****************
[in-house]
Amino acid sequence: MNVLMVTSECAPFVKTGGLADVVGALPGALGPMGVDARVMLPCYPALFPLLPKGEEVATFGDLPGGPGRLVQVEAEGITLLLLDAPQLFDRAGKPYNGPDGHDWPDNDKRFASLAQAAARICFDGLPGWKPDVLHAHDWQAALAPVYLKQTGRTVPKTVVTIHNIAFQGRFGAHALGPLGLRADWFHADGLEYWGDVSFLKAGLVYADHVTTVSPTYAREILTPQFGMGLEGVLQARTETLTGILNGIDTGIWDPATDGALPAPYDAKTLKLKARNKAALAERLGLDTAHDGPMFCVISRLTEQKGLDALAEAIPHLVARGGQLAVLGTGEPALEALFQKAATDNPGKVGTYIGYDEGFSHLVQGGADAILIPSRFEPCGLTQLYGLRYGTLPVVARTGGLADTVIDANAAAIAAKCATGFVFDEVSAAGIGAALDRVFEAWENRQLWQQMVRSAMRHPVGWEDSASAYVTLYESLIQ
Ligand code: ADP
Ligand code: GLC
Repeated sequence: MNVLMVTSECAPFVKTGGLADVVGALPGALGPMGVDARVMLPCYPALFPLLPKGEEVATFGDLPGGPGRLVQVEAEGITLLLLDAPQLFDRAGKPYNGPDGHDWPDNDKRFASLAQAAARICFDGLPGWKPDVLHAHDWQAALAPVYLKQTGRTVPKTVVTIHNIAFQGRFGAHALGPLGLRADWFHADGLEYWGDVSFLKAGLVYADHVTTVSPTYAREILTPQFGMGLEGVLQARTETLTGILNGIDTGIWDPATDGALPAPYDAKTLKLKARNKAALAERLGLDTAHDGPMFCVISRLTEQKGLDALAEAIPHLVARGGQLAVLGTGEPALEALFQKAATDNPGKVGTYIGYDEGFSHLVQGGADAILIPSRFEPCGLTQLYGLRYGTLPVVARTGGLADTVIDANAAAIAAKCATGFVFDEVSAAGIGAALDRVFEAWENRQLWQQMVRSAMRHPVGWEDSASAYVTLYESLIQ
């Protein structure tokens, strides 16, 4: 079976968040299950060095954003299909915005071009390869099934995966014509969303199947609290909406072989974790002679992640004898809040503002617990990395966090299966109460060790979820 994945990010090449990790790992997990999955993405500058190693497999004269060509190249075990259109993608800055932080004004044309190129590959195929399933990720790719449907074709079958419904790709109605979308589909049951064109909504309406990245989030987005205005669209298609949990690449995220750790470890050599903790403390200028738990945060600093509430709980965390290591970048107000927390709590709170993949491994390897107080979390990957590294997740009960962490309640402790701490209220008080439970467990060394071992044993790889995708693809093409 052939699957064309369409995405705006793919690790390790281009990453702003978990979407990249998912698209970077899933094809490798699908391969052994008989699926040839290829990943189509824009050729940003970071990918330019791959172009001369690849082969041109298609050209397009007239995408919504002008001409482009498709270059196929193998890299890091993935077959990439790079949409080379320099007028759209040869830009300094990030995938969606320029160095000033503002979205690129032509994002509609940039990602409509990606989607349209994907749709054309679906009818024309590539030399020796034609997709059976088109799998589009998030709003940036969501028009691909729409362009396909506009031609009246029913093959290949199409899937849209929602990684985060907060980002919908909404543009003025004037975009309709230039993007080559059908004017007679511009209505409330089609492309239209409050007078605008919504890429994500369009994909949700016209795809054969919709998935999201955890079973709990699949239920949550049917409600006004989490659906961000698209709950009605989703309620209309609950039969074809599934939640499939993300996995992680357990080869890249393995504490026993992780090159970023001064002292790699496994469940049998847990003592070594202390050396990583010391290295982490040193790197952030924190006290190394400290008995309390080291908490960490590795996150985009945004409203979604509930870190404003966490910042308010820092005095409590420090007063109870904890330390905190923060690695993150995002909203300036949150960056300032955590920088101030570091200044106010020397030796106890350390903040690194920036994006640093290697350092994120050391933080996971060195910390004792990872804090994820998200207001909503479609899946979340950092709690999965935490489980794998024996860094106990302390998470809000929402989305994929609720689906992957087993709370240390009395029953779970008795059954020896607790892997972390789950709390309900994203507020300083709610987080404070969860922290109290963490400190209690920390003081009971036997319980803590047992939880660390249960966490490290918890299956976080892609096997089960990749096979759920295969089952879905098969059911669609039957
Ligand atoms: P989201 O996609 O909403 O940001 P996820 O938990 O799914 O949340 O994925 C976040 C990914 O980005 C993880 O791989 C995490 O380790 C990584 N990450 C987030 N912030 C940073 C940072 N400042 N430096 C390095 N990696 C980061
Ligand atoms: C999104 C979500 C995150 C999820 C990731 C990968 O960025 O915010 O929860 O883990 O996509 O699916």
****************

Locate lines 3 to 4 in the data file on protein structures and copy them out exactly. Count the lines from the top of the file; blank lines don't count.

Ligand code: ADP
Ligand code: GLC